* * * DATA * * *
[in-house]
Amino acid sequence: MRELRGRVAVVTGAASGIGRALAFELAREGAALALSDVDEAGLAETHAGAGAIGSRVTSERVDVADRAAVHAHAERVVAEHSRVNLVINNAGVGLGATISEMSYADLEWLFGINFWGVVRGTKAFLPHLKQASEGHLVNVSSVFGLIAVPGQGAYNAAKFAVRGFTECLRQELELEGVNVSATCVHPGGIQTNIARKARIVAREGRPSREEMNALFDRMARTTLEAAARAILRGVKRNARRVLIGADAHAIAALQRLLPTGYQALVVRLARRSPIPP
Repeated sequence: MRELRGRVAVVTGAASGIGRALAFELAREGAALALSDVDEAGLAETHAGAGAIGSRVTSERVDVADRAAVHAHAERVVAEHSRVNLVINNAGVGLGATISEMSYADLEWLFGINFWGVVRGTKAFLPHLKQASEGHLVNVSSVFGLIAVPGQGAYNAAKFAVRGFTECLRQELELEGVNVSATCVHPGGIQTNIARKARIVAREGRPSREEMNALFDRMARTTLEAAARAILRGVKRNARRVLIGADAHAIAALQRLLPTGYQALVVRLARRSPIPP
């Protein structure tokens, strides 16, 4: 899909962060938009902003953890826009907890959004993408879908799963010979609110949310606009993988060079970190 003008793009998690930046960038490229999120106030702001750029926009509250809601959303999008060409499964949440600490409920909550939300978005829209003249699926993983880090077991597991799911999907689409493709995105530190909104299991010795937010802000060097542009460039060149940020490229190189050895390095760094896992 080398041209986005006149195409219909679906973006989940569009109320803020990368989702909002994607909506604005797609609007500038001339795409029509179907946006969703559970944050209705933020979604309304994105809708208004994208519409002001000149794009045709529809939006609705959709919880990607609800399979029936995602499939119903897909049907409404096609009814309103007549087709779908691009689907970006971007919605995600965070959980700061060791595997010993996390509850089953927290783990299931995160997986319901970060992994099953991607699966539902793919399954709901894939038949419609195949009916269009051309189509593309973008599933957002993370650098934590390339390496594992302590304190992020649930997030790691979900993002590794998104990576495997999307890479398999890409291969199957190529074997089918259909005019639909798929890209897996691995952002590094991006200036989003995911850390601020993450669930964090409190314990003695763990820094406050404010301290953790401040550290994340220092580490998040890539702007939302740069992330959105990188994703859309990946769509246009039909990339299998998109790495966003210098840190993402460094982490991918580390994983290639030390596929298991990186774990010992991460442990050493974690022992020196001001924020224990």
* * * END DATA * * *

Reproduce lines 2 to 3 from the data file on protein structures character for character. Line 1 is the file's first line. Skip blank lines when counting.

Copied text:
Amino acid sequence: MRELRGRVAVVTGAASGIGRALAFELAREGAALALSDVDEAGLAETHAGAGAIGSRVTSERVDVADRAAVHAHAERVVAEHSRVNLVINNAGVGLGATISEMSYADLEWLFGINFWGVVRGTKAFLPHLKQASEGHLVNVSSVFGLIAVPGQGAYNAAKFAVRGFTECLRQELELEGVNVSATCVHPGGIQTNIARKARIVAREGRPSREEMNALFDRMARTTLEAAARAILRGVKRNARRVLIGADAHAIAALQRLLPTGYQALVVRLARRSPIPP
Repeated sequence: MRELRGRVAVVTGAASGIGRALAFELAREGAALALSDVDEAGLAETHAGAGAIGSRVTSERVDVADRAAVHAHAERVVAEHSRVNLVINNAGVGLGATISEMSYADLEWLFGINFWGVVRGTKAFLPHLKQASEGHLVNVSSVFGLIAVPGQGAYNAAKFAVRGFTECLRQELELEGVNVSATCVHPGGIQTNIARKARIVAREGRPSREEMNALFDRMARTTLEAAARAILRGVKRNARRVLIGADAHAIAALQRLLPTGYQALVVRLARRSPIPP